Last week, Royal Cambodian Armed Forces (RCAF) deputy commander-in-chief Lieutenant General Hun Manet ordered a crackdown on corruption in his forces. This included officials demanding money from potential recruits in order to secure the latter jobs.
“The selection of commanders and chiefs of staff requires a committee to evaluate and ensure transparency and efficiency in the selection process, and the evaluation is conducted in two to three phases,” he was quoted as saying while speaking at a ceremony to appoint the new Preah Sihanouk provincial military commander, adding that the selection process must be transparent and fair.
“There were some people saying that you need to spend US$100,000 (in exchange for a position as a commander or chief of staff), so I am investigating. If there is such a case, please report it to me or to the Anti-Corruption Unit or the Supreme Council, because it is strictly prohibited.”
Hun Manet’s pro-action against corruption is certainly welcomed and, so far, he seems to be making good on his word. Just recently, a personal assistant within the RCAF was arrested for allegedly receiving payment in exchange for a job.
Critics, however, may not be too happy with Hun Manet being at the helm of an operation against corruption.
In 2016, international non-governmental organization (NGO), Global Witness launched a report entitled “Hostile Takeover” which it says was based on “data-driven investigations” into corruption in the Kingdom. According to the NGO’s report, family members of Prime Minister Hun Sen are amassing vast personal fortunes in the country’s private sector.
“Members of Prime Minister Hun Sen’s family have business interests spanning the majority of the country's major industries. While 40 percent of Cambodians live below or close to the poverty line, the Hun family have a combined wealth estimated to total between US$500 million and US$1 billion,” it said.
The conflict here, at least to critics, is easy to see: How can a member of one of the, allegedly, most corrupt families in Cambodia, call for a crackdown on corruption? While there is very little information on whether Hun Manet himself is corrupt or has partaken in any of his family’s alleged corrupt acts, the irony is difficult to miss.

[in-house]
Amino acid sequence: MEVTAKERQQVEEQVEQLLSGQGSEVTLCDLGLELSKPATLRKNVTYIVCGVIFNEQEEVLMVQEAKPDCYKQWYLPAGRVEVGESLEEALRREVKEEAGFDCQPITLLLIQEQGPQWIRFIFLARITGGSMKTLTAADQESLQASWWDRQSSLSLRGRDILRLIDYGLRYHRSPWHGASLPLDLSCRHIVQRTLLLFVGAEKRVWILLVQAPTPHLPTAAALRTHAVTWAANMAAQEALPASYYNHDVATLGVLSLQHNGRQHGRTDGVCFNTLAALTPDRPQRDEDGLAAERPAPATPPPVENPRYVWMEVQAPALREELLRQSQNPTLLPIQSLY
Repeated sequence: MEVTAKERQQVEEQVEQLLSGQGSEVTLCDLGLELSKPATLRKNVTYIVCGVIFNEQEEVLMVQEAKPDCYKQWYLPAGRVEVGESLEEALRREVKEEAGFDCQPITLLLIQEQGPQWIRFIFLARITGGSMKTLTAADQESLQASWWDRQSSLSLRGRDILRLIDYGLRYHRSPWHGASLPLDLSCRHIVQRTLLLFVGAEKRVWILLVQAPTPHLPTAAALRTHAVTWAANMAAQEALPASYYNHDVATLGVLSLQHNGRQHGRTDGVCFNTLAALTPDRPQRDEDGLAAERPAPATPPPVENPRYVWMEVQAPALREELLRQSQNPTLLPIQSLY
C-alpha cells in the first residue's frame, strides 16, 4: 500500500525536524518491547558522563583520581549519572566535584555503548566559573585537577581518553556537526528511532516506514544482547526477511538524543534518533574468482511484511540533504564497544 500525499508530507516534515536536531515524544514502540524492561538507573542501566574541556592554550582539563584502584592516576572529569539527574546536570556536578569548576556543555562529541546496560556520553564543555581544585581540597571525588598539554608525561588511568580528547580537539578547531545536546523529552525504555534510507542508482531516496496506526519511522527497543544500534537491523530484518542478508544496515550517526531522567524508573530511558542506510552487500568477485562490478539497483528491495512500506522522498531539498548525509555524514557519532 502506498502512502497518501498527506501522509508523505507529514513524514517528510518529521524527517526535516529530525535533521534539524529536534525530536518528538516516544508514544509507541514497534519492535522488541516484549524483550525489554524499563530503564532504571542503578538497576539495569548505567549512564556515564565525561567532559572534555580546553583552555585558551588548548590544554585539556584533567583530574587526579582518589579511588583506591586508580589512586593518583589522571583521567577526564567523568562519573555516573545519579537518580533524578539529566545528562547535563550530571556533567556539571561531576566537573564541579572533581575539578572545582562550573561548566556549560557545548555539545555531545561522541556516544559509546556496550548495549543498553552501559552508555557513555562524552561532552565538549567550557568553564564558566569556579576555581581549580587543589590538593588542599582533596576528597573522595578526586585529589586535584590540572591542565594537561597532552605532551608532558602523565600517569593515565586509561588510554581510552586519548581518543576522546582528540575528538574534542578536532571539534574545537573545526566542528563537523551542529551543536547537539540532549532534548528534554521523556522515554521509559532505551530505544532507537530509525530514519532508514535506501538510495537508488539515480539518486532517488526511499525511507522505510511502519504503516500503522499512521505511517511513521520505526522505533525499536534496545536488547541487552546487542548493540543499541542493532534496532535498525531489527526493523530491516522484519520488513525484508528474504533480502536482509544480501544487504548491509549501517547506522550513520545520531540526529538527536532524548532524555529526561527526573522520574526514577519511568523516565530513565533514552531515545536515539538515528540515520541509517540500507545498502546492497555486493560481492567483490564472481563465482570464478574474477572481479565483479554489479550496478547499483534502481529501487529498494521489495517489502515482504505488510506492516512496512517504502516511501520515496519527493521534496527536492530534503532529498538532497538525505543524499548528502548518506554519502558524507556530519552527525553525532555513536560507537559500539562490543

Piling on top of all this is the fact that not long after Cambodia’s election last year – a controversial election widely believed to have been rigged – Hun Sen had publicly suggested that his eldest son, Hun Manet, could succeed him as leader of Cambodia.
Hun Manet, clean?
In June 2018, Human Rights Watch (HRW) published its “Cambodia’s Dirty Dozen: A Long History of Rights Abuses by Hun Sen’s Generals”. Manet, being relatively new to the higher echelons of the Cambodian military, was not included in the list of 12 senior generals whom the human rights group accused of being the backbone to Hun Sen’s “abusive and authoritarian” regime.
Hun Manet, however, did rise through the ranks on 30 June 2018, weeks before the parliamentary elections. Hun Sen appointed Hun Manet into higher military positions: acting chief of the joint staff and acting chief of the armed forces. Observers assume this was to groom him to become the next leader but are also worried that this may mean further militarisation of Cambodian politics.
“After the end of Hun Sen, there would likely be a grouping of senior military with Hun Manet as a figurehead,” Paul Chambers, a lecturer at the College of ASEAN Community Studies at Naresuan University in Thailand, was quoted by the media as saying.
Meanwhile, Global Witness’ report does not directly connect Hun Manet to any companies but links him by marriage to major firms. The country’s Commerce Ministry’s registry states that Pich Chanmony, Hun Manet’s wife, chairs seven companies including Brands Management, which has franchises for bubble tea outlet Chatime, burger joint myBurgerLab and Thailand’s Boat Noodle chain. She also gets a slice of the consumer goods market as the exclusive supplier and retailer for South Korean multinational LG Electronics.
Regardless of whether Hun Manet is himself corrupt, he (1) holds a powerful position that could enable corruption, and (2) is associated with people who are also in powerful positions, some of whom have been accused of corruption. This, to critics, makes him unfit to lead any operation to combat corruption whether or not he is indeed sincere, and whether or not combating corruption in Cambodia is a much-welcomed effort.